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Schutter trial starts today

John Colson

Stefan Schutter, accused of being part of a group of teenagers who pulled off an armed robbery in Snowmass Village last summer, goes on trial today in Aspen.

This is the first in a series of trials concerning the now-infamous “crime spree” that took place in Aspen and Snowmass last year, allegedly conducted by a group of young men who have known each other for years.

Nine of those young men have pleaded guilty to involvement in the crimes. Three remaining suspects – Schutter, Anthony Rizzuto and Thomas Colver – are facing a series of trials set for late this year and early next year.

Jury selection in Schutter’s trial is scheduled to start this morning, and may last all day, according to Deputy District Attorney Lawson Wills. Wills, who normally prosecutes trials in Aspen, is not trying this case. Both he and Judge J.E. DeVilbiss were taken off the case, reportedly because of prior involvement with Schutter when he was in juvenile judicial proceedings.

The case is being tried by 9th Judicial District Chief Judge Thomas Ossola, and special prosecutor John Clune of the Eagle County District Attorney’s office.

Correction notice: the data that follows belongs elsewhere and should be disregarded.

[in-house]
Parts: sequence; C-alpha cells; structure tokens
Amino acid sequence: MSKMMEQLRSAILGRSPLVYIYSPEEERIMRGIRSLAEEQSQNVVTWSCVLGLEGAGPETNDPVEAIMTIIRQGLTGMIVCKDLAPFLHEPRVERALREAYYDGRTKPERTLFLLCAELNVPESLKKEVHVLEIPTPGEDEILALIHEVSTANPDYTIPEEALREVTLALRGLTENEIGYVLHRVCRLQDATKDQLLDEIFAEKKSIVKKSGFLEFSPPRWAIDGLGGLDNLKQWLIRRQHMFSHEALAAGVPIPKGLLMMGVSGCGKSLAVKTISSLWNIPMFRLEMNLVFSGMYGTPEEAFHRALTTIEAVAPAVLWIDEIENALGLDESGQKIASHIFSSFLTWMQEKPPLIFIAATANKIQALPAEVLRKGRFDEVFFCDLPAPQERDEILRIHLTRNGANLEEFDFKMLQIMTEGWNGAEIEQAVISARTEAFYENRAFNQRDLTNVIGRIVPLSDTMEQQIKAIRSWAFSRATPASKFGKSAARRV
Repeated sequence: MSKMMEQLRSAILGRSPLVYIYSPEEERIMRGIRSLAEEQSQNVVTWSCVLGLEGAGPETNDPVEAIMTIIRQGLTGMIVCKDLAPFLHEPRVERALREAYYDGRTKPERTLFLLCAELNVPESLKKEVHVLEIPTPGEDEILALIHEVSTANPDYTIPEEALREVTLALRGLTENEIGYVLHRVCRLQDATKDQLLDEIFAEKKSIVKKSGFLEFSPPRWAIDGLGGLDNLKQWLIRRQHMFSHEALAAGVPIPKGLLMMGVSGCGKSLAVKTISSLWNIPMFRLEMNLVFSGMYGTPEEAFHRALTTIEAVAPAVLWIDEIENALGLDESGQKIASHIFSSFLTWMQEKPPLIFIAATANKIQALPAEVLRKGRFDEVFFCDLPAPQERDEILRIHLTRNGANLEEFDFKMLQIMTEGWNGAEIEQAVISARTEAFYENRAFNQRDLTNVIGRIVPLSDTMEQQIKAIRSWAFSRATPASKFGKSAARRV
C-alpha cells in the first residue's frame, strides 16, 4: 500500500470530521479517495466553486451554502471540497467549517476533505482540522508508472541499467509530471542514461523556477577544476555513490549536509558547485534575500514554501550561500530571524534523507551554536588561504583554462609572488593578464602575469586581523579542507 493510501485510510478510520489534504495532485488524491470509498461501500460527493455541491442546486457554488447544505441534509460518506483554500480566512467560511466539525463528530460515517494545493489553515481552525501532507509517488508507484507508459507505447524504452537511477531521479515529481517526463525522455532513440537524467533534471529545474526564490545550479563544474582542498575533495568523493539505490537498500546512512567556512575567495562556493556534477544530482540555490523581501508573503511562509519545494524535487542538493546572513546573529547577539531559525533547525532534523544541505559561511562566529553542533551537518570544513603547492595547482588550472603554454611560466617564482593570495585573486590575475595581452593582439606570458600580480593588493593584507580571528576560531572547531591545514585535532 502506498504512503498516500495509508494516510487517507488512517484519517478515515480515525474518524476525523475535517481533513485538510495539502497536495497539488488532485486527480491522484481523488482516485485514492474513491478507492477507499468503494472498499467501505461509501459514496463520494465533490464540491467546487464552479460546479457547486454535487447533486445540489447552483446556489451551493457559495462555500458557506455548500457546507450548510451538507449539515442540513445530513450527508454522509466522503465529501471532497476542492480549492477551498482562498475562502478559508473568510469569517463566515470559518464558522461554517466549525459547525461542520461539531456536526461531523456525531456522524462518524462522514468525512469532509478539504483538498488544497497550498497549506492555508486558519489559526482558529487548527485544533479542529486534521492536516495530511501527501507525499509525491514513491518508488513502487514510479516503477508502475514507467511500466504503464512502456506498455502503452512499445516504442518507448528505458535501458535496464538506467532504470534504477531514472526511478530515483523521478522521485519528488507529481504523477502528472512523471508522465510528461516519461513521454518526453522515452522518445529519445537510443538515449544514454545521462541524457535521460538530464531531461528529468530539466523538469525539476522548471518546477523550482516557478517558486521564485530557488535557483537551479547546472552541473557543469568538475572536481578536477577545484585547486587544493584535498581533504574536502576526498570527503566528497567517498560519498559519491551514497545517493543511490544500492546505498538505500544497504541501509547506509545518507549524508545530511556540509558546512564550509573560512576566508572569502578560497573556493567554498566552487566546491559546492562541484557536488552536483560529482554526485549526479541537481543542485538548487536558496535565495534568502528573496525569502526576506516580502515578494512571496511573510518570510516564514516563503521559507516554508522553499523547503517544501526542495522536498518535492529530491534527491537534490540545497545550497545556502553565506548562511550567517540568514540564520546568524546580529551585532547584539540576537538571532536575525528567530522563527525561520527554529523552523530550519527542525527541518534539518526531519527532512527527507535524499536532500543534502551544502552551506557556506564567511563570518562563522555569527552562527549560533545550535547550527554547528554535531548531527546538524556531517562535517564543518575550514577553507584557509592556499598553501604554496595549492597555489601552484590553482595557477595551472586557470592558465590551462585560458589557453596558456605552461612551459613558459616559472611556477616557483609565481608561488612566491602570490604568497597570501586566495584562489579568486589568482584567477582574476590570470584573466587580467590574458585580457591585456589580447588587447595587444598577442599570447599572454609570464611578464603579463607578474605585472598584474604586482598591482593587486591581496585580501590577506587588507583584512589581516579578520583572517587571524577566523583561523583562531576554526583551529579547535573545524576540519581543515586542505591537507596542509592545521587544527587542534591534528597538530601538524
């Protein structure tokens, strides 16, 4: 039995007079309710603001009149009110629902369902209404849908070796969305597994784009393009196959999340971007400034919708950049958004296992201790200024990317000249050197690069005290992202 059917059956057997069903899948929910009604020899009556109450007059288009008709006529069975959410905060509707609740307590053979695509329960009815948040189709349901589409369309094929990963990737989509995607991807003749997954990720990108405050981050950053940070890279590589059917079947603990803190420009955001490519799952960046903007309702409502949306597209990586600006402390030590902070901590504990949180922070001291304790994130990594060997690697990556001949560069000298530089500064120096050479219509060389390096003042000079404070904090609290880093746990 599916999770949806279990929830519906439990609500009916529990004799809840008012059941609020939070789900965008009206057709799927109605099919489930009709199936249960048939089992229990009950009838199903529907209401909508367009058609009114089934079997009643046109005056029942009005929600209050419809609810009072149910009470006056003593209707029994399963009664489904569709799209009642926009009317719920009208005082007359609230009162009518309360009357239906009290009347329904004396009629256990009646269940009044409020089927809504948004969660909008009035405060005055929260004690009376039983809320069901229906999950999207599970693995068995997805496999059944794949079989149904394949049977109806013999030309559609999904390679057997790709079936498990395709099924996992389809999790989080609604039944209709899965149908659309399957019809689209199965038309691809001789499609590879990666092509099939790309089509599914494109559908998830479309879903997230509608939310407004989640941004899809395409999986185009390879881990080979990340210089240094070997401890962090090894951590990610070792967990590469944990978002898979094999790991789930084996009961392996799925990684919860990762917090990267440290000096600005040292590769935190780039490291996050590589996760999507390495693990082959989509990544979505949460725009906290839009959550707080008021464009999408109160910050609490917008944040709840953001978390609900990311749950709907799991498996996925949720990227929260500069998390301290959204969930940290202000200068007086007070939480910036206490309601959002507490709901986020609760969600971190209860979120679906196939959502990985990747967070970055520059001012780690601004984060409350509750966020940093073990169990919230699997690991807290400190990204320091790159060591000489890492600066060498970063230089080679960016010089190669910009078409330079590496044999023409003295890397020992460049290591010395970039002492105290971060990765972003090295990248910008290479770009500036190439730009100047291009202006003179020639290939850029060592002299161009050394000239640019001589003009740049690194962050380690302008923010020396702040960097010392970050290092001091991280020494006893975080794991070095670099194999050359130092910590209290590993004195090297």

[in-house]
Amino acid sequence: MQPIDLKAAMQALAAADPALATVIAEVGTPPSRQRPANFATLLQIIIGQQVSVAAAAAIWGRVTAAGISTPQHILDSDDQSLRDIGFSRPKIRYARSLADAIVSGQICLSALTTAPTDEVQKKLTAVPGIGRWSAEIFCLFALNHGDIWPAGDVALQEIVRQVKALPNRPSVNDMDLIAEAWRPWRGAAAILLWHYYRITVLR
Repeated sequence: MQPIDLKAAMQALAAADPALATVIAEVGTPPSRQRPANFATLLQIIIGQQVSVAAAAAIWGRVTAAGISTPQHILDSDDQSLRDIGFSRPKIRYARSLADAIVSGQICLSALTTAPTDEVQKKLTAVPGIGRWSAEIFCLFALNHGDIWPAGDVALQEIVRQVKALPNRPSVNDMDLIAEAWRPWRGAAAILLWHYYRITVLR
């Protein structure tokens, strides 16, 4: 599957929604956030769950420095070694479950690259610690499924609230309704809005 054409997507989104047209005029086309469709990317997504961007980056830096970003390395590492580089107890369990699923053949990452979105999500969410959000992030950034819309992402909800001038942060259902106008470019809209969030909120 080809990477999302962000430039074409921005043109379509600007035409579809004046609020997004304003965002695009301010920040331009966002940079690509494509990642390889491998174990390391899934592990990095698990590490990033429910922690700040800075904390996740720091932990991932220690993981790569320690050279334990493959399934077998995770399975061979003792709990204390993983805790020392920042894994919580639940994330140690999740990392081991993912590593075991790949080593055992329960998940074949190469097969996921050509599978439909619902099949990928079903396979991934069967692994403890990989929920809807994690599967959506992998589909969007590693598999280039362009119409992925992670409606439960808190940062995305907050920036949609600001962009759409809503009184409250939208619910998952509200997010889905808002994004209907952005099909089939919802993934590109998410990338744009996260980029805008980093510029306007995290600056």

According to police, Schutter, now 18, was one of three local teens who broke into the Village Market in Snowmass on Aug. 19, 1999, pistol-whipped a clerk, and got away with approximately $11,000. The three wore masks and could not be identified by the clerk.

Two other teens, Moses Greengrass and William “Wade” Hammond, both pleaded guilty to taking part in the robbery and were sent to prison. Both of them are expected to testify for the prosecution against Schutter, as a condition of plea bargains they made with the district attorney’s office.

Schutter was also tied to an armed robbery two weeks earlier at Clark’s Market in Aspen, through statements made by some of the others involved in the string of robberies, burglaries and car thefts in Aspen last year.

Two of those who named Schutter, Jacob Richards and Cody Wille, also are expected to testify in the trial.

In statements made last year, Schutter’s original attorney, Scott Robinson of Denver, said Richards and Wille may have “substituted” Schutter’s name to conceal the identity of a person they want to protect.

Robinson claimed Schutter wasn’t part of any “ring” of friends with the other participants.

“This is not Oliver Twist,” said Robinson, referring to the Dickens’ classic. “This is not Fagan and his gang. Just because people are implicating him doesn’t mean he was involved.”

Robinson is no longer representing Schutter, who now has two new attorneys. The reason for Robinson’s removal from the case is not known.


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